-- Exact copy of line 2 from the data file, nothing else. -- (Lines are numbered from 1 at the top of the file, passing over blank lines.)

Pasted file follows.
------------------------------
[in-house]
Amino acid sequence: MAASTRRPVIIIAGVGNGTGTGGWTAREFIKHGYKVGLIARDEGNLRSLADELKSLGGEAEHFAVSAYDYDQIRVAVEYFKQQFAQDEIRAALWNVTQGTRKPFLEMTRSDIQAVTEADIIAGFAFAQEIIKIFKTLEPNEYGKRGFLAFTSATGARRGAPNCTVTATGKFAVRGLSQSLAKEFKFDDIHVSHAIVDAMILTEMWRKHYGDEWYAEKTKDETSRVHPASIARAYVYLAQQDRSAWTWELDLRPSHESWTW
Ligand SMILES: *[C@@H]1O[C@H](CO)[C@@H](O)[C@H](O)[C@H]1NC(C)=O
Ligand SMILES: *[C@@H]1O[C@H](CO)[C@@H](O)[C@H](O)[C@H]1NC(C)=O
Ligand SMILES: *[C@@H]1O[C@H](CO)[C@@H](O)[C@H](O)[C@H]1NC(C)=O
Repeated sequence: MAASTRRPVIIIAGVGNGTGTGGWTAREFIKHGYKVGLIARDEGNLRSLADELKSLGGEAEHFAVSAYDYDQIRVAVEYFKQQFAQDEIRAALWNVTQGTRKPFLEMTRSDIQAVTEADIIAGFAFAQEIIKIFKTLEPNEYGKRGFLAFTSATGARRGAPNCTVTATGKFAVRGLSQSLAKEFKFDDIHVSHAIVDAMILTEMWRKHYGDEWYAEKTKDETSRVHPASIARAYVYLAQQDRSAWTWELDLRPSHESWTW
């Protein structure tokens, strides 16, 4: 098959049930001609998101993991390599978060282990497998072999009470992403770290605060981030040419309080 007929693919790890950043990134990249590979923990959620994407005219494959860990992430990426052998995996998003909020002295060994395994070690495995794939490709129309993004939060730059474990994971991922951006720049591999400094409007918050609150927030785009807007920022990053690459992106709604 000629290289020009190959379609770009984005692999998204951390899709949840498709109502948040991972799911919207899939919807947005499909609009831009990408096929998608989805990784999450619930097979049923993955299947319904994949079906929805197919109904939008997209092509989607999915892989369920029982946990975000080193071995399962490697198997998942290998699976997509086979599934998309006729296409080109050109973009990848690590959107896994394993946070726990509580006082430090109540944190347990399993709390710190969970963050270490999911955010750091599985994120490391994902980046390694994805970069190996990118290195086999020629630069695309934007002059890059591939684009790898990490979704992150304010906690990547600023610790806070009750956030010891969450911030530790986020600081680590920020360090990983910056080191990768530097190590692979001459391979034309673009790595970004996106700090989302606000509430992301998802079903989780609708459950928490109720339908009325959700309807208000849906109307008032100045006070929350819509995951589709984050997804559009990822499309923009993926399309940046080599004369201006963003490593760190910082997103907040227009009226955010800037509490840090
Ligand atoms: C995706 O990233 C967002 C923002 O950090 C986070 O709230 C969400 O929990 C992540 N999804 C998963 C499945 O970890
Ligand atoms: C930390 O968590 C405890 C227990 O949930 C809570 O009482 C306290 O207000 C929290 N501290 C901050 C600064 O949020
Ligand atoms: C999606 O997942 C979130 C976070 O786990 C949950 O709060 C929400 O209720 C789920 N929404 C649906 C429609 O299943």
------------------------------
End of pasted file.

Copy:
Amino acid sequence: MAASTRRPVIIIAGVGNGTGTGGWTAREFIKHGYKVGLIARDEGNLRSLADELKSLGGEAEHFAVSAYDYDQIRVAVEYFKQQFAQDEIRAALWNVTQGTRKPFLEMTRSDIQAVTEADIIAGFAFAQEIIKIFKTLEPNEYGKRGFLAFTSATGARRGAPNCTVTATGKFAVRGLSQSLAKEFKFDDIHVSHAIVDAMILTEMWRKHYGDEWYAEKTKDETSRVHPASIARAYVYLAQQDRSAWTWELDLRPSHESWTW